The Fast and The Furious [Namco Bandai Games] PS2, PSP
No, Vin Diesel is not in this game. Nor are the digitized talents of Ja Rule, Tyrese, Bow Wow or that white dude who bagged Eva Mendes at the end of 2 Fast 2 Furious. So what makes this gaming adaptation so appealing? The fact that you get to rip the Tokyo pavement in up to 100 licensed cars, and do everything a racing fiend dreams of—namely, challenge cornballs to duels, hone your drifting skills on the highways of Tokyo and put more money in your fleet of whips than Vivica A. Fox put in the top half of her body. Apparently, spare parts are hard to come by these days.

Yakuza [Sega] PS2
With all due respect to those who specialize in placing decapitated horse heads in other people's beds, the Japanese Mafia strikes more fear in the streets than looters during an NYC blackout. Roam the seedy (yet stylish) underworld as Kazuma, the hardened soldier who comes home from a 10-year bid, and gets thrown back into the same mess that got him locked up. Thanks to the talented mind and vivid imagination of acclaimed Japanese novelist Hase Seishu, you'll get a taste of the gritty Far East that you never found on those Saturday-afternoon kung-fu movies on channel 5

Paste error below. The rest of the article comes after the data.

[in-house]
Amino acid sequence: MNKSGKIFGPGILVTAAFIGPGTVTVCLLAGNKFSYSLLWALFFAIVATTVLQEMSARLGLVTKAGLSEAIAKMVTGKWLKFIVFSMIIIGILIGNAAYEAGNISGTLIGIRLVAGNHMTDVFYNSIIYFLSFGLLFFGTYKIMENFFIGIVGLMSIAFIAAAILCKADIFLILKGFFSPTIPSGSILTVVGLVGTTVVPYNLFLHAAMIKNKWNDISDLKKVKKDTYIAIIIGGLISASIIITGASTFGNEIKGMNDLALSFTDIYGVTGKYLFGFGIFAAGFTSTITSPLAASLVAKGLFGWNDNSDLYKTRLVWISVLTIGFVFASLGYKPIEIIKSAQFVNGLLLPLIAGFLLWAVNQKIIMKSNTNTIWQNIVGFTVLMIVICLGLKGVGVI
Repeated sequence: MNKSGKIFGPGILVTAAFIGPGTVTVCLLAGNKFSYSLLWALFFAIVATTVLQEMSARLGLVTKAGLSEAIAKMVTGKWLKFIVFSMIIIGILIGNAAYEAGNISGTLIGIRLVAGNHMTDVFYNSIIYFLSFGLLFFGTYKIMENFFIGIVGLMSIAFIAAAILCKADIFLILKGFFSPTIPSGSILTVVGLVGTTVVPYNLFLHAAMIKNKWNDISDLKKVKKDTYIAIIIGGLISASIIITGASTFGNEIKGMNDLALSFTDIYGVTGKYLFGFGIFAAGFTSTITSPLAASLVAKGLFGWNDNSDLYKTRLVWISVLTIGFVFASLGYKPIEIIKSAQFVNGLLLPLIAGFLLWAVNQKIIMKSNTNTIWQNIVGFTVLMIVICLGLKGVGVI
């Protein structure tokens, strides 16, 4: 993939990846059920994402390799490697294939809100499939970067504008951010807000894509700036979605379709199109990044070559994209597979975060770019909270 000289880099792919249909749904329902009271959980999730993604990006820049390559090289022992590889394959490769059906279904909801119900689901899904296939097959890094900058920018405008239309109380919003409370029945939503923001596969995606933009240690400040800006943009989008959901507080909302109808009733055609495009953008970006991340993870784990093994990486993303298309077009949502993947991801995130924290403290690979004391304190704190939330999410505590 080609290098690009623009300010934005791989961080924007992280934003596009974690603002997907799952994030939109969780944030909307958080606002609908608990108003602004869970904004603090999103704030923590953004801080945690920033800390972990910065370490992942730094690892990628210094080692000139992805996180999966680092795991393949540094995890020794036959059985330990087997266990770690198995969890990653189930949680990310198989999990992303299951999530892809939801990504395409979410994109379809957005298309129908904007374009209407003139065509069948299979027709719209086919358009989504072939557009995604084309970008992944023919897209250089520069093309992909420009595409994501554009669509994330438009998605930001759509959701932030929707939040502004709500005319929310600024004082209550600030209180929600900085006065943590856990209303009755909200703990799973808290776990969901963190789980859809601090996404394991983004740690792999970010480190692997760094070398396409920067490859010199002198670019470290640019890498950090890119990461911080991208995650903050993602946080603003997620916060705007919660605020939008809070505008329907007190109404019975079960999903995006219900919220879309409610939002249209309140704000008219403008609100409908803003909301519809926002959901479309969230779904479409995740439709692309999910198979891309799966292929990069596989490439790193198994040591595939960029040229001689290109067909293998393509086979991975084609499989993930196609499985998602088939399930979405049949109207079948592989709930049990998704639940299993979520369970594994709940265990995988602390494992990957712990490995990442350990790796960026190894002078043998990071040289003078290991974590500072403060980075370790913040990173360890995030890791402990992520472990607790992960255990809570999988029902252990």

Saints Row [THQ] Xbox 360
Okay, we're just as tired of GTA-style sims as you are of that awful motorcycle dance. But as much as we complain, we can't resist licking shots from a drop-top lowrider. Your objective in THQ's certified gangster joyride is basic: gain respect and paper as your gang attempts to run the fictional concrete jungle known as Saints Row. Thankfully, the 360's powerful engine catches every little detail—down to the bullet holes you leave in beat-up jalopies—to add realism.

Continue reading this story in the October ‘06 issue of KING (#36)